Quorum Sensing Inhibitors from the Sea: Lessons from Marine Symbiotic Relationships.


Carmen Mariana Chifiriuc, Alexandru Mihai Grumezescu*, Veronica Lazar: Quorum Sensing Inhibitors from the Sea: Lessons from Marine Symbiotic Relationships, Current Organic Chemistry, accepted, 2014.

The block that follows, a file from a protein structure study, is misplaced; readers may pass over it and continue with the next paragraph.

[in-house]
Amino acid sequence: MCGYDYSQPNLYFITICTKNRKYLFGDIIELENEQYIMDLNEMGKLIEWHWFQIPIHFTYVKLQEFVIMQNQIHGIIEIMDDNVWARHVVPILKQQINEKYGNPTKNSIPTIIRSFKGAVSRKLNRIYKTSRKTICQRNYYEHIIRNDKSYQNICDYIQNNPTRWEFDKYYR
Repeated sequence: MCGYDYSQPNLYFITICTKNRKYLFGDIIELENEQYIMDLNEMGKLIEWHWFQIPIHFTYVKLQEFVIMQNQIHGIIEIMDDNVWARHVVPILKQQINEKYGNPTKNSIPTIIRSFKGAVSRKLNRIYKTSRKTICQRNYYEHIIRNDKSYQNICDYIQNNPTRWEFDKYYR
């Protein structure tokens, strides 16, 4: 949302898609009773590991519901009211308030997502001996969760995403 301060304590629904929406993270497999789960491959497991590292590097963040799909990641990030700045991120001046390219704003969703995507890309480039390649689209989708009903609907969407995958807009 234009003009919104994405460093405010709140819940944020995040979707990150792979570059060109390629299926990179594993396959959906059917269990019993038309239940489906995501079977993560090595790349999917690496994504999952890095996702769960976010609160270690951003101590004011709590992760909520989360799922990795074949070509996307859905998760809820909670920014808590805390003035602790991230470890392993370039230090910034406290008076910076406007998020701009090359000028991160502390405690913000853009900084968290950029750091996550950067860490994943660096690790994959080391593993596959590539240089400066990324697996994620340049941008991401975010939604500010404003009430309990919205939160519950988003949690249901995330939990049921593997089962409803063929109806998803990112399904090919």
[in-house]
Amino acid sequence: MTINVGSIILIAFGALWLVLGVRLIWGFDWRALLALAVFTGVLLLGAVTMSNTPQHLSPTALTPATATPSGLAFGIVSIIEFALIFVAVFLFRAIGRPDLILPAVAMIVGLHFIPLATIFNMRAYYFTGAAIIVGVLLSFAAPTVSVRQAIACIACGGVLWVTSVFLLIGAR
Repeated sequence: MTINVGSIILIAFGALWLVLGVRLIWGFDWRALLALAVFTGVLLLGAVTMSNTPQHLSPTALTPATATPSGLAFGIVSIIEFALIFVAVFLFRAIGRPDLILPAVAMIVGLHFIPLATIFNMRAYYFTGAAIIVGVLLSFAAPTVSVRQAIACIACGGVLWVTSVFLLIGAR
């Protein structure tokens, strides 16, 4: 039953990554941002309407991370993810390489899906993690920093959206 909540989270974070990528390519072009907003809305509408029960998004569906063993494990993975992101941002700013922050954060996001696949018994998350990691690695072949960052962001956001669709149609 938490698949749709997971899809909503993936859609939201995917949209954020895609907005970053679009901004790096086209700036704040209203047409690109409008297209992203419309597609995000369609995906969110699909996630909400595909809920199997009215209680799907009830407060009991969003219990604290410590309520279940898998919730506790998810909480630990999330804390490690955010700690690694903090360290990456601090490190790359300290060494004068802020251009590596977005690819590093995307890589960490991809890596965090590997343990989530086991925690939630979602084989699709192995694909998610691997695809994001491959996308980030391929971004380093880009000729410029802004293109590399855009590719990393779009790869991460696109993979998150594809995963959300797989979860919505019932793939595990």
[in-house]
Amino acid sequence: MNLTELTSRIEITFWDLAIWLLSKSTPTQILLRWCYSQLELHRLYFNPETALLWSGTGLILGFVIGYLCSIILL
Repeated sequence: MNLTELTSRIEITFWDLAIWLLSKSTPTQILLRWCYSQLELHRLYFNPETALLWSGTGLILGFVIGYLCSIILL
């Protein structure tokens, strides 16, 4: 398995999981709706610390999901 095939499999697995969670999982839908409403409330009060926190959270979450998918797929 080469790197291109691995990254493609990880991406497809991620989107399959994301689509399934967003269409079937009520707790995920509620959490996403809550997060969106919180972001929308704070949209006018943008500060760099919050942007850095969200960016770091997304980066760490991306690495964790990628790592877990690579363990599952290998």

The over-prescription and misuse of microbiostatic or microbicidal chemical compounds led to the emergence of antibiotic resistance and multiresistance in bacterial strains. The genetic resistance of bacterial cells is amplified when they are growing in biofilms, known for the high phenotypic resistance or tolerance to antimicrobial agents, explaining their high incidence in the etiology of infectious diseases. Currently, there are many research groups in the entire world focusing their investigations on the elucidation of different aspects of bacterial intra- and intercellular communication dependent on the cellular density and regulated by the quorum-sensing and response system (QS), including the isolation of natural compounds, as well as the synthesis of biomimetic analogues or antagonists of QS molecules, with potential prophylactic and therapeutic value for the management of animal and human infections, as well as for fighting the negative consequences of biofouling phenomenon occurring in natural environments. Taking into account the vital importance of the antifouling protection of the photosyntetic organisms in the natural marine environment, the screening of marine organisms for finding new anti-pathogenic, non-lethal compounds represents a promising perspective for the development of efficient preventive and therapeutic strategies of bacterial infections produced by resistant phenotypes, associated with biofilm development.